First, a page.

The Island seems to have a lengthy history attached to it, records suggest that in the 9th Century it was fairly well populated but had suffered plenty of wars and attacks. In 1379 Venice came under conflict and the people from Poveglia were moved to the Giudecca. The Venetian government built a permanent fortification on the Island; the Octagon there is still visible today. It remained uninhabited until it was offered to the Camaldolese monks in 1527, they refused to take it. In 1661 descendants were then offered the Island but again it was refused. It was still left empty and abandoned.

1777 saw the Island being used by the Public Health Office who used it as a check point for goods and people as they came and went through Venice. 1793 saw the plague changing the island once more, several cases of the plague on two ships meant that it was a temporary confinement place for the ill. It was a place made permanent in 1805, and the church of San Vitale there was destroyed, the old bell tower was then converted into a lighthouse. It was closed down in 1814.

The 20th Century was used as a quarantine station once more, and then in 1922 the buildings that were left had been converted to a hospital for the mentally-ill and for long-term care. This was the case until 1968 when the hospital was closed, the island was used for a while after that but now is closed off.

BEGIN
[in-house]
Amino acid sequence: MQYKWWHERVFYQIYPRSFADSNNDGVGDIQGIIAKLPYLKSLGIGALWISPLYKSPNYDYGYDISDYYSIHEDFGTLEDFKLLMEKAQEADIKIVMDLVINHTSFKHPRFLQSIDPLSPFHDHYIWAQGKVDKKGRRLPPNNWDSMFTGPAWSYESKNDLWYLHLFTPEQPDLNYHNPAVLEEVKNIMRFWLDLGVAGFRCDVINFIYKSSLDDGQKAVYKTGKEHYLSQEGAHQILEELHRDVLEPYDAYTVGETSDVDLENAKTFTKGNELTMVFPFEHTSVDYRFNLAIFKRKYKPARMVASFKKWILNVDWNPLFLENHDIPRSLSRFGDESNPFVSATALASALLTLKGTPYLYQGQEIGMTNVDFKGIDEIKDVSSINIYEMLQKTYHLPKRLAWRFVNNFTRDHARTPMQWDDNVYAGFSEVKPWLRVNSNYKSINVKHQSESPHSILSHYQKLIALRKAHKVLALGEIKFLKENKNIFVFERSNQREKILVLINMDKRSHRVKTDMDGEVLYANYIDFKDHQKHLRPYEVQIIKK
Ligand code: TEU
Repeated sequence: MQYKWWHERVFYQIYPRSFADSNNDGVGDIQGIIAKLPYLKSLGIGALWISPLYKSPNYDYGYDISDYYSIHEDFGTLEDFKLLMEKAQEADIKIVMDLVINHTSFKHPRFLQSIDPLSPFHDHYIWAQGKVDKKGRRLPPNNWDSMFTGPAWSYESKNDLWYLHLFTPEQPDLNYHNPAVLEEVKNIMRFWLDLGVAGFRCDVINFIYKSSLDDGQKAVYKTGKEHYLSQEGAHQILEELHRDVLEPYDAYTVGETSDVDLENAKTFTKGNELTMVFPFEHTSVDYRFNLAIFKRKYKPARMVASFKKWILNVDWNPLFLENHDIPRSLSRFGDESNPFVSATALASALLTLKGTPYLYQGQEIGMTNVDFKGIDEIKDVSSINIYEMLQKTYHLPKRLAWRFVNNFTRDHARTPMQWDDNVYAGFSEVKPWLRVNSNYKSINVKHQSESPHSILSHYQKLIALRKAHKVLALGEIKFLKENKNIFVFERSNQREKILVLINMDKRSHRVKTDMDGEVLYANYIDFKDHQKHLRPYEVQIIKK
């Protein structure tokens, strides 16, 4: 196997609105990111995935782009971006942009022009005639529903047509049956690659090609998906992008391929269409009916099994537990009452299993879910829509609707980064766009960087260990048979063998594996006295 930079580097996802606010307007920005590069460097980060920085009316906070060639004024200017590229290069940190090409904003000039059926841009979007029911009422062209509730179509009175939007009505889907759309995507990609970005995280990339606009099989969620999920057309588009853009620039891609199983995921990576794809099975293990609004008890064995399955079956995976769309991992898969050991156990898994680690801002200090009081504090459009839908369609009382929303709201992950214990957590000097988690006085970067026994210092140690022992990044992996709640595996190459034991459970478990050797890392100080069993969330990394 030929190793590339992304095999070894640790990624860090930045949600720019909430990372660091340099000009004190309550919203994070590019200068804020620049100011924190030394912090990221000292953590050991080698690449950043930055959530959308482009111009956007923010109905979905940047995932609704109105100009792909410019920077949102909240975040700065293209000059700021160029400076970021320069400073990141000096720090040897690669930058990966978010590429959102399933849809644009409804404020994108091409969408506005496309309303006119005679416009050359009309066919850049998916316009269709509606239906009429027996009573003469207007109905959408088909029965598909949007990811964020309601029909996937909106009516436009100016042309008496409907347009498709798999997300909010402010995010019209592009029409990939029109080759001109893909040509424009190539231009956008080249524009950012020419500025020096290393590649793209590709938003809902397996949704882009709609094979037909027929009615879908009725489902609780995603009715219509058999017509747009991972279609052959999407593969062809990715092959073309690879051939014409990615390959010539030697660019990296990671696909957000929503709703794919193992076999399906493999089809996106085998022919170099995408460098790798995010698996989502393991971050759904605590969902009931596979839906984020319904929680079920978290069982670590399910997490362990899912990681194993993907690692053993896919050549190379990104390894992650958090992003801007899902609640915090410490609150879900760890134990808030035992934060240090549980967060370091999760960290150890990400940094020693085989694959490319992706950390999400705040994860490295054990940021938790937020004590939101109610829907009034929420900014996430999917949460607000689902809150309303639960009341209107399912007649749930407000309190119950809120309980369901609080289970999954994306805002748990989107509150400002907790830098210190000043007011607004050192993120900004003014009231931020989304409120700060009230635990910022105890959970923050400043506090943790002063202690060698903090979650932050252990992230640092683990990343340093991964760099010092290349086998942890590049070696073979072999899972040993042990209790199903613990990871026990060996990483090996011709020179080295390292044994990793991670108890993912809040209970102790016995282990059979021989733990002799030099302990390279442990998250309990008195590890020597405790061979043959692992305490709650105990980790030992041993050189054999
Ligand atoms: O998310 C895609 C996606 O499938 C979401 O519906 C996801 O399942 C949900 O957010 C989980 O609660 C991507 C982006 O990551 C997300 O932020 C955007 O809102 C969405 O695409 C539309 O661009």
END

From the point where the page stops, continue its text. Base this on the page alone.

So on to the creepy bits? That’s what we’re here for right?

The mental asylum doctor was no doubt given his tyrannical legend like so many others of the time, due to practising lobotomy and other, now, barbaric practises. He was tortured by his patients, went “mad” and then jumped to his death from the bell tower. However the story says that he survived and was then strangled by a mist from the ground.

Other sources say that so many people were buried and burnt during the time of the plague that the ground is half human-remains. The local fishermen will give it a wide berth to ensure they will not fish up the bones of ancestors and a stay overnight would most like produce interesting tales, Ghost Adventure’s went that way themselves and discovered this to be much the case. The locals are either unaware of this place, or will feign disinterest leaving only the more curious and grizzly minded wanting to go there.